Like Mr. Morneau, Mr. Trudeau offered empathy, but no firm commitments.

“There is no question that folks in Alberta, folks here in Calgary, are living through extremely difficult times ... ,” Mr. Trudeau said. “I hear that very, very clearly.”

To be fair, the federal government is already heavily invested in Canada’s oil sector. Ottawa has committed roughly $12-billion to purchase and expand the Trans Mountain pipeline to get Alberta crude to foreign markets via Burnaby, B.C.

For now, the pain of the oil price squeeze is contained mainly to Alberta. It’s a case of two economic solitudes – one grim, one more hopeful.

But the longer Alberta’s crisis lasts, the greater the risk that these duelling economic storylines will eventually collide, spreading the damage to the rest of the country. The Toronto-Dominion Bank estimates that if crude prices remain stuck at current levels it would knock half a percentage-point a year off economic growth nationally.

Story continues below advertisement

The Grey Cup odds, at least, suggest Alberta is poised to inflict pain on the rest of the country. The Calgary Stampeders are four-point favourites over the Ottawa Redblacks in Sunday’s game.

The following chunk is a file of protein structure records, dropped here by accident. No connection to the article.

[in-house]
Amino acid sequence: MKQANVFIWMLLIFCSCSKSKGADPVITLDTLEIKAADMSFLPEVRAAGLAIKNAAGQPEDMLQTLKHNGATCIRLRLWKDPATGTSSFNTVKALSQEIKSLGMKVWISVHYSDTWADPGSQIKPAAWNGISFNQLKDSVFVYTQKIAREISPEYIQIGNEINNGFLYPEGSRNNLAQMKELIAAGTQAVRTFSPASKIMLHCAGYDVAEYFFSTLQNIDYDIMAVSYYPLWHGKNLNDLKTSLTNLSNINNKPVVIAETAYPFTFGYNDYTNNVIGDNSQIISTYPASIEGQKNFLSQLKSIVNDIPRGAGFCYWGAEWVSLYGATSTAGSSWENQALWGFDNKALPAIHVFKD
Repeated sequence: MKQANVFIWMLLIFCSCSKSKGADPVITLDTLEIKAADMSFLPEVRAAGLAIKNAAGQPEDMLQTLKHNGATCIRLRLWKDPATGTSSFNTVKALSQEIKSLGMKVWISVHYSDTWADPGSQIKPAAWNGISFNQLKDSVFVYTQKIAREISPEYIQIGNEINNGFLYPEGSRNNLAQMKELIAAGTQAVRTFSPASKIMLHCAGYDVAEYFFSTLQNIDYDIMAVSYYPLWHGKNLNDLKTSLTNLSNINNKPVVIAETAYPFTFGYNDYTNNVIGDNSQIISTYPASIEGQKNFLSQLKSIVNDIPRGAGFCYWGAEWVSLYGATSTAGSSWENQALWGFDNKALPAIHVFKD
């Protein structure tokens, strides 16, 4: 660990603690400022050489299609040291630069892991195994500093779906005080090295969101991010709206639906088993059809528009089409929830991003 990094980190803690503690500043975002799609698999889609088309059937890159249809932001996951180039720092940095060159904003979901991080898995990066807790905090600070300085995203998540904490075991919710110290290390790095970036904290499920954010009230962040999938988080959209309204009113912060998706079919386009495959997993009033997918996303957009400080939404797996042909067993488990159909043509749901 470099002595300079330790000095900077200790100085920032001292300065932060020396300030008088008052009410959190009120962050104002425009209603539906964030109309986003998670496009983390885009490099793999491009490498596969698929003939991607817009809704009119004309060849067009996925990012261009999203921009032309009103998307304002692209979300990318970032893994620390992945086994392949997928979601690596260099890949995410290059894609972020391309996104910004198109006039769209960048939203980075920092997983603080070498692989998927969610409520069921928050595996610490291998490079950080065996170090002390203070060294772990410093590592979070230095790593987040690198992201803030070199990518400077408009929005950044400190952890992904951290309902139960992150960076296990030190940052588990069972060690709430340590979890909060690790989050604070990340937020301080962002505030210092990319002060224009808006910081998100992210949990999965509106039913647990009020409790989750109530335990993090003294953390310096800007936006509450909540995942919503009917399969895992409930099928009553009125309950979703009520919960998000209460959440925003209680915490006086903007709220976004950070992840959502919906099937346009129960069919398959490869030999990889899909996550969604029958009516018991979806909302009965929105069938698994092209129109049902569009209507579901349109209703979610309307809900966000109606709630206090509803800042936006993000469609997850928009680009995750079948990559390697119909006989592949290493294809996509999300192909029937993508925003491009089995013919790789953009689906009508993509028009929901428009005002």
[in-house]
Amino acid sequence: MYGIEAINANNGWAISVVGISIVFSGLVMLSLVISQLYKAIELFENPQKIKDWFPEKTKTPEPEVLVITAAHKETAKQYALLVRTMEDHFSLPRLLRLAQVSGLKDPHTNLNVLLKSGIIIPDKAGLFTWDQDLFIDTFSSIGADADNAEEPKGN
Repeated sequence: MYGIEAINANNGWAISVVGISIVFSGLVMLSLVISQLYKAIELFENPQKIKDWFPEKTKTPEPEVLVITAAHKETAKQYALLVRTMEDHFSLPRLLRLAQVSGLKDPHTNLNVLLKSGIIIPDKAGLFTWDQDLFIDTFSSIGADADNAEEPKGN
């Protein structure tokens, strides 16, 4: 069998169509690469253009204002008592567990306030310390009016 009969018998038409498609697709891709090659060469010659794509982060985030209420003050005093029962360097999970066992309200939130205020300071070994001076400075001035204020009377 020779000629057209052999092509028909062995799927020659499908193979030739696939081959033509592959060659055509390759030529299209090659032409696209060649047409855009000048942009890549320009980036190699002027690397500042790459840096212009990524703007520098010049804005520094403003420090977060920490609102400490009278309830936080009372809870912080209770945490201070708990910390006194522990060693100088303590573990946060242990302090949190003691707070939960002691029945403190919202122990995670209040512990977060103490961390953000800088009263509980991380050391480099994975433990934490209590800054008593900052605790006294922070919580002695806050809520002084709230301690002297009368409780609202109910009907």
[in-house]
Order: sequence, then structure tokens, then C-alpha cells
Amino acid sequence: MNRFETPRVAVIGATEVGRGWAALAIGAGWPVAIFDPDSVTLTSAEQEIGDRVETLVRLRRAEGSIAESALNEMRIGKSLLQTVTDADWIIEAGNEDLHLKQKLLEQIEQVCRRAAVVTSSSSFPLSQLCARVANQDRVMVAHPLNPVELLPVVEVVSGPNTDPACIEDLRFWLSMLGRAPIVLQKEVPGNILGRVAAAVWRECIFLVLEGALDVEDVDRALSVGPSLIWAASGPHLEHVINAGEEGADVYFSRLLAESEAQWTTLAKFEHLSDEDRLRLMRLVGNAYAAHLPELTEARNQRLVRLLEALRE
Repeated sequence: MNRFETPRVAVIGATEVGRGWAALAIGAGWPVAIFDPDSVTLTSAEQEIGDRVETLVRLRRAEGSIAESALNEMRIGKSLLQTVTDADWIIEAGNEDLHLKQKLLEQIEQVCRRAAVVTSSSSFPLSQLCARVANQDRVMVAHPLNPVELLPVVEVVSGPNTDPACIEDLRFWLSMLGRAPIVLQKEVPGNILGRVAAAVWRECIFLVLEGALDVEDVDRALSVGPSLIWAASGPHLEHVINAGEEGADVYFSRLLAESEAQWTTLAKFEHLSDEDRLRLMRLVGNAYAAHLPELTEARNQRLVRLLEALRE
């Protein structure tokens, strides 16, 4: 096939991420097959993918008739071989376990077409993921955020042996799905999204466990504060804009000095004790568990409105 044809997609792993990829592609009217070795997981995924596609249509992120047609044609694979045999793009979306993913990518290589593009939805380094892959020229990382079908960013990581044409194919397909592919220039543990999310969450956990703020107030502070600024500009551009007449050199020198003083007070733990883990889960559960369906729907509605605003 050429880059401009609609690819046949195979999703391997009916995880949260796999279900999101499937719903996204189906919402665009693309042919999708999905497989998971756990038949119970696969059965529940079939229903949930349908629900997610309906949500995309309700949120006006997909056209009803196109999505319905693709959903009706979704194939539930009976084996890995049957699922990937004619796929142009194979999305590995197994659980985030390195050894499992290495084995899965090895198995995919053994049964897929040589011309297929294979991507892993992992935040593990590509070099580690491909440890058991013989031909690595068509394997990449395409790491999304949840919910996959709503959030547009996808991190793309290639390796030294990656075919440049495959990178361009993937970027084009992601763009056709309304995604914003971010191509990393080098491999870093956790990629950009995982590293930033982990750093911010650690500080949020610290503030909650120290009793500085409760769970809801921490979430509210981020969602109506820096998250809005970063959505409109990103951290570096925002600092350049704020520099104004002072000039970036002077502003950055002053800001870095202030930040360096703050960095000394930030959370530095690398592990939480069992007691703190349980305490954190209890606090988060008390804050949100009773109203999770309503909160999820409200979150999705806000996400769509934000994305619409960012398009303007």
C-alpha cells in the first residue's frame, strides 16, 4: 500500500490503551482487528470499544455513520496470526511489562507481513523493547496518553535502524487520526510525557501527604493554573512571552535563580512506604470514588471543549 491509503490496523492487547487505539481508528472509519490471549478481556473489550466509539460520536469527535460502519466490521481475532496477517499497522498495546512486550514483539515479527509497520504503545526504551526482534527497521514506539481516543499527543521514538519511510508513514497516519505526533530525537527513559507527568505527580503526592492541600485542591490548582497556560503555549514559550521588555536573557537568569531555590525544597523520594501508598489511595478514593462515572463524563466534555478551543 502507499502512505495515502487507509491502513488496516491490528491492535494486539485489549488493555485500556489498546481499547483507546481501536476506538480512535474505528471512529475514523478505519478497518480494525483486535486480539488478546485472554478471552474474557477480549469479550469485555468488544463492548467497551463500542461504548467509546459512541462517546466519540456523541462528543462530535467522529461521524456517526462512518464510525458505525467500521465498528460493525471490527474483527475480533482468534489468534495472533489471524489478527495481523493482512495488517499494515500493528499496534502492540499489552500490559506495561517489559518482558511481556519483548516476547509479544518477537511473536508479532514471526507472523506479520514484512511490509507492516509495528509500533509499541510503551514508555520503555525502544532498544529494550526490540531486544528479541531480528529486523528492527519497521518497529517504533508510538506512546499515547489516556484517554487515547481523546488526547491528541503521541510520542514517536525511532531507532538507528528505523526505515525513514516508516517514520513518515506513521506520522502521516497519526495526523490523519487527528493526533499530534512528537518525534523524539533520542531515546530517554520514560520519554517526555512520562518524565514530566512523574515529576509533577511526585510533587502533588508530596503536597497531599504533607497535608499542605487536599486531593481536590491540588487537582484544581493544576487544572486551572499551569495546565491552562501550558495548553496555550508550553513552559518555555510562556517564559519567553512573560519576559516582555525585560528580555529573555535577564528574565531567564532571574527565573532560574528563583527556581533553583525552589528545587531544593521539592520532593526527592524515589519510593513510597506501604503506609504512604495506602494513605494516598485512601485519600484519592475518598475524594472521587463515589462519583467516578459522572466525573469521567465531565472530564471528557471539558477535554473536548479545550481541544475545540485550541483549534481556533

Your Globe

Build your personal news feed

  1. Follow topics and authors relevant to your reading interests.
  2. Check your Following feed daily, and never miss an article. Access your Following feed from your account menu at the top right corner of every page.

Follow topics related to this article:

View more suggestions in Following Read more about following topics and authors
Report an error Editorial code of conduct
Due to technical reasons, we have temporarily removed commenting from our articles. We hope to have this fixed soon. Thank you for your patience. If you are looking to give feedback on our new site, please send it along to feedback@globeandmail.com. If you want to write a letter to the editor, please forward to letters@globeandmail.com.